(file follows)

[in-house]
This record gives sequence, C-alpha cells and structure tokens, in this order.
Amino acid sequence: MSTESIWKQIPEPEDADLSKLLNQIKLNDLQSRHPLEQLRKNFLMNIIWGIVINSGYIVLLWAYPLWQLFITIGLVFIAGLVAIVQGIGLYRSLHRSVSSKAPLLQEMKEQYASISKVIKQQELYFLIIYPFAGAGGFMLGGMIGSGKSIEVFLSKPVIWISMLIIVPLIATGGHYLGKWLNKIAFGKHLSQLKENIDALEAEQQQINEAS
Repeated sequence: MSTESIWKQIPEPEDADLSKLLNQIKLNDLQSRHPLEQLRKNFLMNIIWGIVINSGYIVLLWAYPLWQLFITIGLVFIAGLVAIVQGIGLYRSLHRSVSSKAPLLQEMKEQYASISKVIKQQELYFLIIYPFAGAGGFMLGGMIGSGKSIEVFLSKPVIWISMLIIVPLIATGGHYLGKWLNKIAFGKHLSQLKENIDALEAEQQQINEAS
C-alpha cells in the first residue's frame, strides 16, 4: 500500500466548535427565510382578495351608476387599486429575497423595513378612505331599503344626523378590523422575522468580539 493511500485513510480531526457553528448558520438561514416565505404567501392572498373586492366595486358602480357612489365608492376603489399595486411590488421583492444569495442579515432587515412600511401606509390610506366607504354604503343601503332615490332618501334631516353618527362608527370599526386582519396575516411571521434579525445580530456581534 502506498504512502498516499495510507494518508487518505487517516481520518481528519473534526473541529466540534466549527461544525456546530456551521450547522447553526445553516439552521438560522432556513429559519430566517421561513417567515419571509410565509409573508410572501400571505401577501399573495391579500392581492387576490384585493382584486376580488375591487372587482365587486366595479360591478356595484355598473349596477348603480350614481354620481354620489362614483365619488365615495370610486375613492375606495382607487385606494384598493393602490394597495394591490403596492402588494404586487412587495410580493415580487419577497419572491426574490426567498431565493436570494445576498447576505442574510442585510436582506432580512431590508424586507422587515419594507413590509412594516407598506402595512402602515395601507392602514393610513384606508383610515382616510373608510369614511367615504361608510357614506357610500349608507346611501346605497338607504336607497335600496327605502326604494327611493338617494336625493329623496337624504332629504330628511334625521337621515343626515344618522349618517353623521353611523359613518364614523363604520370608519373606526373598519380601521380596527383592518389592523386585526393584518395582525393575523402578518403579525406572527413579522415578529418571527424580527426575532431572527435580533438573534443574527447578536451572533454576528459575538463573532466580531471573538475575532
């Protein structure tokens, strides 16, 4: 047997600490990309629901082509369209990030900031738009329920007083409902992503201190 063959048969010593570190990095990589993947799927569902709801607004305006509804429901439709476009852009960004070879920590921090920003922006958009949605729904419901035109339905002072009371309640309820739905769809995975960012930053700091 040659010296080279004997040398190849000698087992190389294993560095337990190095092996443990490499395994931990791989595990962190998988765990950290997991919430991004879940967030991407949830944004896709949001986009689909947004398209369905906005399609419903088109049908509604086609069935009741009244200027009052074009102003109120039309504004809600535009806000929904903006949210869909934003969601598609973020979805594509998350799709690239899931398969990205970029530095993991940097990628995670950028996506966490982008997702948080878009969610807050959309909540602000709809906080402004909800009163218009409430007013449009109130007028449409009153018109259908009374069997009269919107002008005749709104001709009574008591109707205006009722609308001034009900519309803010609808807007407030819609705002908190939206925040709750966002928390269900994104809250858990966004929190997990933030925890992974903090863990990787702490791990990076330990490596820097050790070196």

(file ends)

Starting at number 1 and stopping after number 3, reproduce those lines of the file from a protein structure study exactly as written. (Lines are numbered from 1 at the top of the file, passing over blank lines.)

[in-house]
This record gives sequence, C-alpha cells and structure tokens, in this order.
Amino acid sequence: MSTESIWKQIPEPEDADLSKLLNQIKLNDLQSRHPLEQLRKNFLMNIIWGIVINSGYIVLLWAYPLWQLFITIGLVFIAGLVAIVQGIGLYRSLHRSVSSKAPLLQEMKEQYASISKVIKQQELYFLIIYPFAGAGGFMLGGMIGSGKSIEVFLSKPVIWISMLIIVPLIATGGHYLGKWLNKIAFGKHLSQLKENIDALEAEQQQINEAS